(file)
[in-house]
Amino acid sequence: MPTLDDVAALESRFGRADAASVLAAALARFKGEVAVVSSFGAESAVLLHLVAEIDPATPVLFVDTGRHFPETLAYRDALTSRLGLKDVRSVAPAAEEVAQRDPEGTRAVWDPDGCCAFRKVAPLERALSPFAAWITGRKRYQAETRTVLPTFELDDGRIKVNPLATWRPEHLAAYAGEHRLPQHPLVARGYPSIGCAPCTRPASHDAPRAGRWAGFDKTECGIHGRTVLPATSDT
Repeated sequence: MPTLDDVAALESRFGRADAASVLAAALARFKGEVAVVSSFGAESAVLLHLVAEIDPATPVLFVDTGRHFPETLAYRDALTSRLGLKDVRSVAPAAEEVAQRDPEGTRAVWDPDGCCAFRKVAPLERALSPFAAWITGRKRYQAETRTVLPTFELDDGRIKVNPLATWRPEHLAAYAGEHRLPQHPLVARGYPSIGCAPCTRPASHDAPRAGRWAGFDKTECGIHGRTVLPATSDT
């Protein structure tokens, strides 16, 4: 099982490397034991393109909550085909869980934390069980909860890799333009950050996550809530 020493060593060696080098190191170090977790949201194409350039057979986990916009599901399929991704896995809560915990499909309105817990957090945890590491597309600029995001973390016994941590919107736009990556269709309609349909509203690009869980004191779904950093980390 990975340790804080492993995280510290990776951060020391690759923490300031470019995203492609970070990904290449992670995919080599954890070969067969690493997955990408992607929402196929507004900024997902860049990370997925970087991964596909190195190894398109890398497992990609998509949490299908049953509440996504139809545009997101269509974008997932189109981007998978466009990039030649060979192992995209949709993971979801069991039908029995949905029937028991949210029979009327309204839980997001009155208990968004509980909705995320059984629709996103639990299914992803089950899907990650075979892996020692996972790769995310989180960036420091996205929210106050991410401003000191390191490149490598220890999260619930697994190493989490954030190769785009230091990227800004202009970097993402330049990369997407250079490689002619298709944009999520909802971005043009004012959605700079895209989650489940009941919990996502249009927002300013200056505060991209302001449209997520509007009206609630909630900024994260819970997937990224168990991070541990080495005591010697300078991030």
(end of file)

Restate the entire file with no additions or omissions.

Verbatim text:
[in-house]
Amino acid sequence: MPTLDDVAALESRFGRADAASVLAAALARFKGEVAVVSSFGAESAVLLHLVAEIDPATPVLFVDTGRHFPETLAYRDALTSRLGLKDVRSVAPAAEEVAQRDPEGTRAVWDPDGCCAFRKVAPLERALSPFAAWITGRKRYQAETRTVLPTFELDDGRIKVNPLATWRPEHLAAYAGEHRLPQHPLVARGYPSIGCAPCTRPASHDAPRAGRWAGFDKTECGIHGRTVLPATSDT
Repeated sequence: MPTLDDVAALESRFGRADAASVLAAALARFKGEVAVVSSFGAESAVLLHLVAEIDPATPVLFVDTGRHFPETLAYRDALTSRLGLKDVRSVAPAAEEVAQRDPEGTRAVWDPDGCCAFRKVAPLERALSPFAAWITGRKRYQAETRTVLPTFELDDGRIKVNPLATWRPEHLAAYAGEHRLPQHPLVARGYPSIGCAPCTRPASHDAPRAGRWAGFDKTECGIHGRTVLPATSDT
């Protein structure tokens, strides 16, 4: 099982490397034991393109909550085909869980934390069980909860890799333009950050996550809530 020493060593060696080098190191170090977790949201194409350039057979986990916009599901399929991704896995809560915990499909309105817990957090945890590491597309600029995001973390016994941590919107736009990556269709309609349909509203690009869980004191779904950093980390 990975340790804080492993995280510290990776951060020391690759923490300031470019995203492609970070990904290449992670995919080599954890070969067969690493997955990408992607929402196929507004900024997902860049990370997925970087991964596909190195190894398109890398497992990609998509949490299908049953509440996504139809545009997101269509974008997932189109981007998978466009990039030649060979192992995209949709993971979801069991039908029995949905029937028991949210029979009327309204839980997001009155208990968004509980909705995320059984629709996103639990299914992803089950899907990650075979892996020692996972790769995310989180960036420091996205929210106050991410401003000191390191490149490598220890999260619930697994190493989490954030190769785009230091990227800004202009970097993402330049990369997407250079490689002619298709944009999520909802971005043009004012959605700079895209989650489940009941919990996502249009927002300013200056505060991209302001449209997520509007009206609630909630900024994260819970997937990224168990991070541990080495005591010697300078991030």